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ERIC Number: ED208782
Record Type: Non-Journal
Publication Date: 1981
Pages: 173
Abstractor: N/A
Reference Count: N/A
The Ivory and Ebony Towers: Race Relations and Higher Education.
Willie, Charles Vert
The adaptations of black and of white students to each other and to their teachers and administrators in institutions of higher education are compared. Complementarity is the basic theme. Examples demonstrate the principle that the majority population that is educated in a setting that excludes the minority receives a deficient education, and vice versa. Part I, "Philosophy of Education: Goal, Purpose, Method," discusses inclusiveness, desegregation, and whites as a minority. Part II, "Recruitment, Admissions, and Retention," examines recruitment of black students, standardized testing for admissions, selection of a diversified student body, and enrollment and retention of black students. In Part III, "Black Students and White Students," focus is on black students in black colleges and in white colleges, and white students in black colleges. Part IV, "Black Colleges and White Colleges," examines characteristics of faculties in predominantly black and predominantly white colleges and the function and future of black colleges and universities. Black studies and group names, labels, and stereotypes in educational materials are discussed in Part V, "The Curriculum and Educational Materials. Part VI, "Administrative Issues and Actions: Internal and External Concerns," examines the student personnel administration, ethical and moral responsibility of the schools, and offers a tribute to teacher/administrator Benjamin Elijah Mays. The final section discusses the future of desegregated higher education, including the conclusion that postsecondary institutions will not be able to hold their current ideal of exclusivity. Tables include: uncertainties of whites on black campuses; positive experiences of white on black campuses; characteristics of predominately black and predominately white institutions; types of institutions from which faculty members received degrees; highest degree level of faculty members at predominately black colleges and predominately white colleges; and highest degree level of faculty members by city. (LC)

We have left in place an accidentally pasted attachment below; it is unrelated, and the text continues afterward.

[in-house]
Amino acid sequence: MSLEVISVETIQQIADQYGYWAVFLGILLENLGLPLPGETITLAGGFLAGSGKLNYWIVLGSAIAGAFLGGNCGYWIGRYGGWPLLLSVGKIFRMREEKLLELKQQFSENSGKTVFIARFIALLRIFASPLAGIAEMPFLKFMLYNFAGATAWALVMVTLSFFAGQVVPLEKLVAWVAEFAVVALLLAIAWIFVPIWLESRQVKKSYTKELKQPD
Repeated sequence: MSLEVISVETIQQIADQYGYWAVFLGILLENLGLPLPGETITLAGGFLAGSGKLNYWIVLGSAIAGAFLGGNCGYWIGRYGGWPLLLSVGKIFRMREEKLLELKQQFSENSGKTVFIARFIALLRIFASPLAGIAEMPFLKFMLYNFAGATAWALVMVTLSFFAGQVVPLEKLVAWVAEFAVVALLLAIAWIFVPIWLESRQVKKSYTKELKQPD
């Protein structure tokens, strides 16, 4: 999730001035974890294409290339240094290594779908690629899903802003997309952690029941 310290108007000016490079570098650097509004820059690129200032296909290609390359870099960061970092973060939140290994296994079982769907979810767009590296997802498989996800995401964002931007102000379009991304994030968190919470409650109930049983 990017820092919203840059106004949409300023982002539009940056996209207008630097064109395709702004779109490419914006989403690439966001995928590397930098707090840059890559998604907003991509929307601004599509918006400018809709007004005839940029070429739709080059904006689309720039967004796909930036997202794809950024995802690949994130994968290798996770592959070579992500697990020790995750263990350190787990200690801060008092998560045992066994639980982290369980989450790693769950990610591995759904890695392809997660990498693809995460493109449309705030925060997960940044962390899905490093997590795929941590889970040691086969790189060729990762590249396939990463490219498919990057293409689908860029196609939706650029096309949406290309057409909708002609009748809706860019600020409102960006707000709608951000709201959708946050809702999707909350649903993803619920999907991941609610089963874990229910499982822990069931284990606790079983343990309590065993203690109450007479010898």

Lexington Books, D.C. Heath and Company, 125 Spring Street, Lexington, MA 02173 ($19.95).
Publication Type: Books; Reports - Descriptive; Information Analyses
Education Level: N/A
Audience: N/A
Language: English
Sponsor: N/A
Authoring Institution: N/A